Guest Blogs by Madison Essig and Susie Nevin
I was born with Down syndrome. I began receiving early intervention services when I was eight months old. I have low muscle tone, so occupational therapy (OT) and physical therapy (PT) services were a necessity. OT helped me to learn how to hold a spoon so that I could feed myself and later hold a pencil to write. PT helped me to develop the strength to crawl and sit in a chair and walk. My speech therapist helped me to develop my oral motor skills to prepare me to speak. At the same time, knowing that my speech would be delayed, she taught me and my mother sign language to help me communicate. My mother says that this was essential to my development, as I was capable of so much more than my not talking would indicate. She believes that the first years of a child’s development are critical, so she made sure I accessed every possible early intervention service I was able to. My therapists gave us exercises to do at home, which we did faithfully.
After graduating from early intervention at two years old, I went to a preschool program where I received special education services. My backpack was bigger than I was. My teacher, Ms. Trudy, knew I used sign language, so she and the other teachers supported me by using it at school. I was able to sign colors and animals and please and thank-you and so much more. I was able to start reading in preschool using signs and developed the language basis I needed to succeed later. Ms. Trudy pushed me to do a lot for myself so I could become independent in navigating the school and ready for kindergarten. I continued to receive occupational therapy (OT), physical therapy (PT) and speech therapy services in preschool. My therapists helped me work on things directly related to my school experience, like writing and putting on my coat and learning to pronounce words clearly so that I was understood.
My early intervention services and special education preschool services provided the foundation that enabled me to be fully included in regular education classes throughout elementary school, middle school and high school. I graduated from Wilson High School in Washington, D.C., with a full diploma and a 3.7 GPA. I am now a student at George Mason University in the MasonLife Program and want to pursue a career advocating for people with disabilities. No one knows what a young child will be able to achieve, so they must have every opportunity to reach their full potential.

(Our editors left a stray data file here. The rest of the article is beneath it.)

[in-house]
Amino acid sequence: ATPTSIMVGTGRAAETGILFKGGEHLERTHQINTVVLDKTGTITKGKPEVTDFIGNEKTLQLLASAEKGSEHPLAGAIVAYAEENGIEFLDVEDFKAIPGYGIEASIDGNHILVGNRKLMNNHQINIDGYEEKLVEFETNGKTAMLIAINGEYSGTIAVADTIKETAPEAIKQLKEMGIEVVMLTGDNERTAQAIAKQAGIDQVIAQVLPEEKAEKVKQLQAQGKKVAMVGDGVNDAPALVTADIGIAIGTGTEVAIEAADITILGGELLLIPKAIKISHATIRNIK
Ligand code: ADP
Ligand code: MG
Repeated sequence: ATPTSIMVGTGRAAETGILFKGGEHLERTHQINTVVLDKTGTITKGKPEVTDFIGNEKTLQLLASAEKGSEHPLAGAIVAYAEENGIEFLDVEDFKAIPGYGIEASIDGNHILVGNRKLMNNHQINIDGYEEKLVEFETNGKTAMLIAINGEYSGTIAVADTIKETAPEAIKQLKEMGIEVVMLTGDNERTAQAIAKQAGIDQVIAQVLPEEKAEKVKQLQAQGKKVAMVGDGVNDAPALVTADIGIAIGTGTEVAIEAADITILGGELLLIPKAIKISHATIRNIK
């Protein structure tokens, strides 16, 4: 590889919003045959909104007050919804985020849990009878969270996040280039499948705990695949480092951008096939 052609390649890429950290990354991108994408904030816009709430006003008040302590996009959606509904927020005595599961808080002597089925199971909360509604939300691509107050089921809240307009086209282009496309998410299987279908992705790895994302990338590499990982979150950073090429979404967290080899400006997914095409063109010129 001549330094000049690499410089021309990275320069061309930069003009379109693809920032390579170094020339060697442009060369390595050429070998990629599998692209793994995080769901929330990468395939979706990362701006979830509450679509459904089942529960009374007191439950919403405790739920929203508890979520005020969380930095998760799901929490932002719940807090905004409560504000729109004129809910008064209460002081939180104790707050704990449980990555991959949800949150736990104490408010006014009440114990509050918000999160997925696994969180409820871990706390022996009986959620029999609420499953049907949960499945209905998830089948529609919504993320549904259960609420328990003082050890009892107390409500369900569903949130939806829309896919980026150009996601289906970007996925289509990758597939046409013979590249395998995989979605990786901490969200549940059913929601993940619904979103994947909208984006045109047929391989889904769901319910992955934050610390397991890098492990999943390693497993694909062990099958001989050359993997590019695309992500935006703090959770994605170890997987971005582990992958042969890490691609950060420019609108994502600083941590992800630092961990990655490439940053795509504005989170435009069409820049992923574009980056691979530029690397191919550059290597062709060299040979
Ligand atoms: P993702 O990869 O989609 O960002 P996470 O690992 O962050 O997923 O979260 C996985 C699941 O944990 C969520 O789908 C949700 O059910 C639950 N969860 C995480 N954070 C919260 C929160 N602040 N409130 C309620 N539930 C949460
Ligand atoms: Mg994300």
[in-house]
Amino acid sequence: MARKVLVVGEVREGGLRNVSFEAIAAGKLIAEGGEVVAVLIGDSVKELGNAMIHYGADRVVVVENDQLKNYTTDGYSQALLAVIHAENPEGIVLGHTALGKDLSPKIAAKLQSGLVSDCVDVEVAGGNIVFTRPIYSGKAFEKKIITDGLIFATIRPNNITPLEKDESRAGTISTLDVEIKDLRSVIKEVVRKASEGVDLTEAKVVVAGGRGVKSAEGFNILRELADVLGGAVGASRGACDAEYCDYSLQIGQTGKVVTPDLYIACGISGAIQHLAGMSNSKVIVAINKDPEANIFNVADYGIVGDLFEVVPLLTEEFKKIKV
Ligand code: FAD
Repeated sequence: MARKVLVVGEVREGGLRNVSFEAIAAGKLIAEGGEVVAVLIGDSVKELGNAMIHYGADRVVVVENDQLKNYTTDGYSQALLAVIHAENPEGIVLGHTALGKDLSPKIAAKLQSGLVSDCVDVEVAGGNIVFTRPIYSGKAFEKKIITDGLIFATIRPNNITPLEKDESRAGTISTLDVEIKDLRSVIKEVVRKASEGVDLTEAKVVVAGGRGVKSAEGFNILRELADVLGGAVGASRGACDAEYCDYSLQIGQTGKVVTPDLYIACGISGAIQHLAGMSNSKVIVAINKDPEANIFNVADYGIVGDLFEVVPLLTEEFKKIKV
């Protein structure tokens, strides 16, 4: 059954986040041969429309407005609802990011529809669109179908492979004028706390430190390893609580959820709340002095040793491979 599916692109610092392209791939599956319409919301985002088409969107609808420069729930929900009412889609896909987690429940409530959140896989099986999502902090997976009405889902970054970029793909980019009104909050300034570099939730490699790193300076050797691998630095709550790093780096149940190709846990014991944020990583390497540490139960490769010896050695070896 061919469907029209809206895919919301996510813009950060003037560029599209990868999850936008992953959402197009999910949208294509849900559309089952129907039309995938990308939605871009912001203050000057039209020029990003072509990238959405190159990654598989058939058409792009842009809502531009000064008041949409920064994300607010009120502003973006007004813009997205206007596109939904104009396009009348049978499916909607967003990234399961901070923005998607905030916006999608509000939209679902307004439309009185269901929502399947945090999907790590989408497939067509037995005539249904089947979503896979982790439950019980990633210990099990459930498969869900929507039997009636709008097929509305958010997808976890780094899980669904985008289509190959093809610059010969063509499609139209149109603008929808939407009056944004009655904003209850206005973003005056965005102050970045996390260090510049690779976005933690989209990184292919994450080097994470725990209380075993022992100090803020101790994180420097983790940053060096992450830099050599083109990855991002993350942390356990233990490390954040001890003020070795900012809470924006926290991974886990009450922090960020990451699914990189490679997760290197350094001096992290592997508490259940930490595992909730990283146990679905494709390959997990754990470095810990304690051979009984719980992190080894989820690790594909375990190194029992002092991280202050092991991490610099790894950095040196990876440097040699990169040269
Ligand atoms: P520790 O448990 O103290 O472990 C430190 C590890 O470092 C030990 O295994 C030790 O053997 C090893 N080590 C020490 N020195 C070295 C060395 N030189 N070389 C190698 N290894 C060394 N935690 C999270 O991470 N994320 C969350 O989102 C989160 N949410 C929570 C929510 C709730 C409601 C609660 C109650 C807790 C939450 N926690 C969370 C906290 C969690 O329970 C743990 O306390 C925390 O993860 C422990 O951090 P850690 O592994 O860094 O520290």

Happy Birthday, Part C! I’m so glad you were born! In 1986, as this law was being enacted, I was in the 6th grade, completely unaware of how the Part C early intervention program would impact my life. Early intervention became my life’s work, and for that I am humbled, proud and grateful.
I attended the University of Illinois at Urbana-Champaign (UIUC), and received my undergraduate degree in Child Development and Family Studies. I was introduced to early intervention by a group of dedicated faculty members whom I consider to be pioneers in this field. I remained at UIUC and earned my Master’s degree in Early Childhood Special Education with an emphasis on Infant Education in 1997. I never looked back.
Since then, I have met thousands of families—wonderful caregivers and beautiful infants and toddlers—in my role as a Developmental Therapist. I have listened to their unique stories, smiled proudly as they celebrated victories, and held their hands as they endured setbacks and faced fears. Not a day has passed that I haven’t been grateful for the perspective I gained from every family and every child.
That perspective served me well in 2002, when I gave birth to twin girls, two months premature. Suddenly, I was no longer the helpful professional, but a frightened parent. My family received amazing care as my daughter Lily navigated her way through speech therapy and occupational therapy services. I was so grateful for that care, and I owe much of her success to her experiences in early intervention.
This 30th anniversary of Part C is truly a celebratory occasion!
Susan A. Nevin